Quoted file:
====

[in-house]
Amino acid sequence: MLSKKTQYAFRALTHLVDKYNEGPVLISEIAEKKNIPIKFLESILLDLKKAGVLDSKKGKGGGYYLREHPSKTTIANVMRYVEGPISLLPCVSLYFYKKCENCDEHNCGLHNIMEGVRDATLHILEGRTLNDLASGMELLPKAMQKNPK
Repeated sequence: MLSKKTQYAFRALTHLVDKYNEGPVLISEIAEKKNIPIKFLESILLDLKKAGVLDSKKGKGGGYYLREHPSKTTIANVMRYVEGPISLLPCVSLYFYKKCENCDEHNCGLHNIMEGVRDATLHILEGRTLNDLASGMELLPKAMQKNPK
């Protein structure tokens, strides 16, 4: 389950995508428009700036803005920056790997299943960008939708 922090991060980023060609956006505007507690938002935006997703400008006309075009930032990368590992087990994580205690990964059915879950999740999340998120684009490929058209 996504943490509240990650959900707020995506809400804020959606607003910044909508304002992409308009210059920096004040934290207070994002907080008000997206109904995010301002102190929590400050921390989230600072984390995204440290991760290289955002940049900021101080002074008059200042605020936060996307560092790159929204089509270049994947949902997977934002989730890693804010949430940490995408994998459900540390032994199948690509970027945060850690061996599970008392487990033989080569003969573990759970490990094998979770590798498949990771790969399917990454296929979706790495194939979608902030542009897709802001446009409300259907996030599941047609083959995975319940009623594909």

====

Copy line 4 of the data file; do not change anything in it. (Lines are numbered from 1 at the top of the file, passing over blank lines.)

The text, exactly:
């Protein structure tokens, strides 16, 4: 389950995508428009700036803005920056790997299943960008939708 922090991060980023060609956006505007507690938002935006997703400008006309075009930032990368590992087990994580205690990964059915879950999740999340998120684009490929058209 996504943490509240990650959900707020995506809400804020959606607003910044909508304002992409308009210059920096004040934290207070994002907080008000997206109904995010301002102190929590400050921390989230600072984390995204440290991760290289955002940049900021101080002074008059200042605020936060996307560092790159929204089509270049994947949902997977934002989730890693804010949430940490995408994998459900540390032994199948690509970027945060850690061996599970008392487990033989080569003969573990759970490990094998979770590798498949990771790969399917990454296929979706790495194939979608902030542009897709802001446009409300259907996030599941047609083959995975319940009623594909």